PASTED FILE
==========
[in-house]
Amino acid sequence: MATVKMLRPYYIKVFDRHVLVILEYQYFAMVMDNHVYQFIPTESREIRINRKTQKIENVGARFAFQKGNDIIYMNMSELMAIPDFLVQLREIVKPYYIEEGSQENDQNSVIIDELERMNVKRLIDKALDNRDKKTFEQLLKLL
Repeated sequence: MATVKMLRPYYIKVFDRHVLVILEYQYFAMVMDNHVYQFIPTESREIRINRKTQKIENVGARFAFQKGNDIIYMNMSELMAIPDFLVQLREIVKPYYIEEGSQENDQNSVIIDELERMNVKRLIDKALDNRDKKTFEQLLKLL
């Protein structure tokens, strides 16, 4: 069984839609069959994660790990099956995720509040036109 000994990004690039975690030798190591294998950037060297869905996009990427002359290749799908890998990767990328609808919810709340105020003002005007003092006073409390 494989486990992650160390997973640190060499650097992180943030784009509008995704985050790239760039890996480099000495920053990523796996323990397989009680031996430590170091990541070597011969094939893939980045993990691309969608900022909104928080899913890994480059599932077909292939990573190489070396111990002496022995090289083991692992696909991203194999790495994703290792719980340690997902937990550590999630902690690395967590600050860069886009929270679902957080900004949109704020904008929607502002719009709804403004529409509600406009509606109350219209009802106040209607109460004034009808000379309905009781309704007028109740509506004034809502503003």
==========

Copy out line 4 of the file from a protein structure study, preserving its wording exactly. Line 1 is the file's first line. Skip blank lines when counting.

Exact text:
């Protein structure tokens, strides 16, 4: 069984839609069959994660790990099956995720509040036109 000994990004690039975690030798190591294998950037060297869905996009990427002359290749799908890998990767990328609808919810709340105020003002005007003092006073409390 494989486990992650160390997973640190060499650097992180943030784009509008995704985050790239760039890996480099000495920053990523796996323990397989009680031996430590170091990541070597011969094939893939980045993990691309969608900022909104928080899913890994480059599932077909292939990573190489070396111990002496022995090289083991692992696909991203194999790495994703290792719980340690997902937990550590999630902690690395967590600050860069886009929270679902957080900004949109704020904008929607502002719009709804403004529409509600406009509606109350219209009802106040209607109460004034009808000379309905009781309704007028109740509506004034809502503003």